Kasparov, who retired from competitive chess is 2005, remains one of the most haloed players ever, having been the world champion for some 15 years till 2000. A part of his reign, though, was disputed because of his rift with Fide. He lost his title to fellow Russian Vladimir Kramnik, whom he tutored for a long time.

Though they passed up the opportunity to pay their respect to Kasparov, the organizers are bracing for a huge turnout of fans at Hyatt Regency hotel on Tuesday when the former world champion turns up to watch Carlsen play Anand in the third of their 12-game match.

Kasparov, who has inspired generations of players, still remains one of the most recalled chess icons anywhere in the world.

A human rights activist who takes interest in Russian politics, Kasparov has announced that he will contest for the president’s post in the Fide election next year. “Unlike with (Vladimir) Putin, at least we can be sure that the votes will be counted,” Kasparov said on Monday, when asked about his chances of winning.

Addressing the media last week, current president Kirsan Ilyumzhinov described Kasparov as a “worthy contestant”, even as he reiterated that he will contest again because heads of national chess federations want him to carry on.

Ilyumzhinov has led Fide since November 2005, having funded the sport since the early 1990s. He committed to bring in at least $10 million for tournaments and for promotion of chess if he is voted to lead the federation for another term.

Like another world chess champion Bobby Fischer before him, Kasparov has repeatedly rebelled against Fide, demanding more money for winning world championships and better television coverage of chess. In 1993, he broke out and founded the Professional Chess Association (PCA) to launch a rival world championship.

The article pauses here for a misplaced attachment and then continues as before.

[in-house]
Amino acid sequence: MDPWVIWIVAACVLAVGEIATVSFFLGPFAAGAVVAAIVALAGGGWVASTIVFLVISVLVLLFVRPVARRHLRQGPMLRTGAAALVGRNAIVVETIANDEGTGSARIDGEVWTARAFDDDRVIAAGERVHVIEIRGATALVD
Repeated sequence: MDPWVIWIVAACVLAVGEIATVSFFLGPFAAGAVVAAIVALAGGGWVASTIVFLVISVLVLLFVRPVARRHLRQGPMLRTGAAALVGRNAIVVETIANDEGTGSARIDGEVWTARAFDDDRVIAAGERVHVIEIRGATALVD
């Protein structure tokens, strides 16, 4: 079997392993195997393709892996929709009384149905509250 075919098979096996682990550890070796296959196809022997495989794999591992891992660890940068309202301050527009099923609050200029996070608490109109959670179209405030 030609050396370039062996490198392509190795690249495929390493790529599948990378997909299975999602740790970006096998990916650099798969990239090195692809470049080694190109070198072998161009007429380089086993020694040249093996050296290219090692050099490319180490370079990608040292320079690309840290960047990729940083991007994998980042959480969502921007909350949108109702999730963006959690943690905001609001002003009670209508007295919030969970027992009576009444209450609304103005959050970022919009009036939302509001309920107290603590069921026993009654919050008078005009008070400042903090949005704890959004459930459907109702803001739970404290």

The PCA collapsed after holding two world championships—in 1993 and 1995—after one of its key sponsors, chip maker Intel Corp., backed out. But the world championship remained divided for many years until Kramnik won a reunification match in 2006.

Asked why he wanted to contest the Fide election, Kasparov said the current leadership had “missed a lot of opportunities” and that he could bring about meaningful changes, but quickly added that he was in Chennai only to watch the match and wish Carlsen luck.

“I can guarantee that in the next 48 hours, I won’t be campaigning,” he said.
-- Arundhati Ramanathan/LiveMint

Friday, November 8, 2013

Few Takers for Paid Tickets to Anand vs Carlsen World Chess Championship in Chennai

Posted by World Chess Championship 2013 News Blog Friday, November 8, 2013
Not even 100 tickets for first game sold until Friday, while 6,000-odd people attended Thursday inauguration ceremony, writes Arundhati Ramanathan in Live Mint.




Chennai: When World Chess Champion Viswanathan Anand and his Norwegian Challenger Magnus Carlsen face each other in the opening game of their much-hyped 12-game world chess championship match on Saturday, they will be playing before a packed audience.

But very few among the spectators would have bought their tickets—although the cerebral sport is more popular in Tamil Nadu than nearly anywhere else in India.


Tickets for the match aren’t selling, said an official in the organizing committee, asking not to be named.